- Although you will find a dictionary to be a critical tool in helping you learn French, you should try to read for your own, independent comprehension. Before you look a word up in the dictionary, try to see if you can understand the general meaning of a sentence from contextual clues, such as helpful images that describe the sentence (as in children's books).
Read French comic books.You might find children's books to be too boring or silly to capture your sustained interest. Research has shown that comic books are a successful text for learning a new language, especially if you are an adult learner.
- With their use of visual illustrations, comic books provide a wealth of contextual clues as you are reading. Even if you cannot understand all of the written text, you will have a great chance of understanding its meaning through the pictures.
- Comic books also feature mostly dialogue in their text so you will also gain a sense of how to use French conversationally.
- Comic books have also been shown to increase a reader's vocabulary in the new language even if readers are not attempting to study the language as a whole.
Embrace apps.If you are balancing the demands of work and home life in addition to trying to learn a new language in your free time, an app can fit into your busy schedule. Many students have reported that language learning apps have helped them adopt a new language.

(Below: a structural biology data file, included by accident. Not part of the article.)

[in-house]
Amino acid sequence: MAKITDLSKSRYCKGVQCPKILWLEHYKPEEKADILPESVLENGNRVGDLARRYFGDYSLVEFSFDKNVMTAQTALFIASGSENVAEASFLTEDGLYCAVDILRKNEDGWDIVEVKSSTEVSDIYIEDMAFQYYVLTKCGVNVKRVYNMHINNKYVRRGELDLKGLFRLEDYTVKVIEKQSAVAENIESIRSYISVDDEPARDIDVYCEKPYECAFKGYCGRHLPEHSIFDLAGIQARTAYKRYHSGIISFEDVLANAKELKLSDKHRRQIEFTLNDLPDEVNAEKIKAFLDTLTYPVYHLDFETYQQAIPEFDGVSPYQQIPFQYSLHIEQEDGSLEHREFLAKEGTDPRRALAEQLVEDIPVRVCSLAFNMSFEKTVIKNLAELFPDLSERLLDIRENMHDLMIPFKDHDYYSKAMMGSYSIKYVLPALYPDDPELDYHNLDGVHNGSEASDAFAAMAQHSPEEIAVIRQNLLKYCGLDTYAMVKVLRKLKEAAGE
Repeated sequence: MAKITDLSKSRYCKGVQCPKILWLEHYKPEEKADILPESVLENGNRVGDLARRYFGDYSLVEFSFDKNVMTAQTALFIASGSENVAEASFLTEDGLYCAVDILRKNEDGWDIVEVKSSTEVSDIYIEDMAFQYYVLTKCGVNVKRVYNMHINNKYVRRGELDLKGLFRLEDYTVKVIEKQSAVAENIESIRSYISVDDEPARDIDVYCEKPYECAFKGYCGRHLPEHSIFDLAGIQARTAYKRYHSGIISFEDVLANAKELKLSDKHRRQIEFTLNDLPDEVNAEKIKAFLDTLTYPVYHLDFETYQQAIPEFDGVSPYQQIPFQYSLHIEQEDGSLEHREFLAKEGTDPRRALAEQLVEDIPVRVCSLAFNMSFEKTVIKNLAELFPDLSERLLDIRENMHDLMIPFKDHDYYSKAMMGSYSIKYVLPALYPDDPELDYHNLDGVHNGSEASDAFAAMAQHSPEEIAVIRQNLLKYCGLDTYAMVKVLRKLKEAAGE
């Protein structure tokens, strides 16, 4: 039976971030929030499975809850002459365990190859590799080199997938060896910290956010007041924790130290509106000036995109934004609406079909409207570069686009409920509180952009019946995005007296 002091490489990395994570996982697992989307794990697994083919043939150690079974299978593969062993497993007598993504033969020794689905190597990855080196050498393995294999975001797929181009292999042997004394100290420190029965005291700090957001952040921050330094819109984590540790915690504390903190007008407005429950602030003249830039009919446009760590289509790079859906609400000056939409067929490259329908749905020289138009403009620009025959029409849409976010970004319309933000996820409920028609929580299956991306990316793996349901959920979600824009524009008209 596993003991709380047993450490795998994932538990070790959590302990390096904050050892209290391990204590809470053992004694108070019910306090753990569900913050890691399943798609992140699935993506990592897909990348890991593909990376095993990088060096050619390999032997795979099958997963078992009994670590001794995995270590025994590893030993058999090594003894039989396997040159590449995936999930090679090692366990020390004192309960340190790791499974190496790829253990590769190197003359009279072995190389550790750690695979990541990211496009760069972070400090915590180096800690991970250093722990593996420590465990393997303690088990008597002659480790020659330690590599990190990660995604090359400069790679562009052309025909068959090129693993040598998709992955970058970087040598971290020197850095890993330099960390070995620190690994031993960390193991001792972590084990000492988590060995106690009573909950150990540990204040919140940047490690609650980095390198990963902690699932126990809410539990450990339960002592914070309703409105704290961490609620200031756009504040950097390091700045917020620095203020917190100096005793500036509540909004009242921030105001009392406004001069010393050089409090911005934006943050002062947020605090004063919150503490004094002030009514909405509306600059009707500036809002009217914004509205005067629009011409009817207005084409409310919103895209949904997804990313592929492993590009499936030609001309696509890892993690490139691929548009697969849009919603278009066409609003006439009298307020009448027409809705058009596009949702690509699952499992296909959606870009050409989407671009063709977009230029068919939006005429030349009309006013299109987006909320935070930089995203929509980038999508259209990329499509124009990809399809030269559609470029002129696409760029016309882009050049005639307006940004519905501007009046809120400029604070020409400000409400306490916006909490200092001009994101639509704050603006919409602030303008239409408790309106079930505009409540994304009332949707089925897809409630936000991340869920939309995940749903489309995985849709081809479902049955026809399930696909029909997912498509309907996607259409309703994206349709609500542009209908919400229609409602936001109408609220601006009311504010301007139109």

- Studies have also shown that using an app gives learners a greater sense of control and autonomy over their new language.
- Some popular apps for learning include Duolingo, Keewords, and BBC Languages. These apps don't simply translate words for you; they can also let you play games, use flash cards, take quizzes, and watch videos in order to test your language skills.
Incorporate French into your daily routine.Once you have mastered the basics of French, try to incorporate it into your daily life. There are many high-quality podcasts that you can listen to that will help you learn French on your daily commute or while you exercise.
- Try listening to French music while you cook or when you are driving. Singing along with the words will help you get accustomed to the language, even if you don't know the full meaning of the words.
Reading French on an Intermediate Level
Write in French.One of the best ways to learn to read French is write it yourself. You will get a better sense of how sentences are constructed and how to interpret meaning from the language.
- Keep a daily journal with simple French sayings in it; you can come up with them yourself, or copy them from famous French writers and thinkers.
- Use you dictionary to help you as you write. Be sure to include new words into each sentence.
- Keeping a diary with also let you see your own progress and give you a greater sense of control over your learning process.
Read French newspapers and blogs.Newspapers will be a great place to start; you will probably be able to understand the more simplistic headlines and then use them to guide your understanding of the articles.
- Popular newspapers in France include L'Express, L'Obs, and the satirical Le Canard enchaîné.
- You should look for blogs that will use recognizable vocabulary, such as cooking blogs. You will be able to easily recognize the general format of the recipes and will be able to focus more on learning the grammatical construction of the sentences.
Watch French films and television shows.Watching French films will help you get a sense of the conversational rhythms of the language.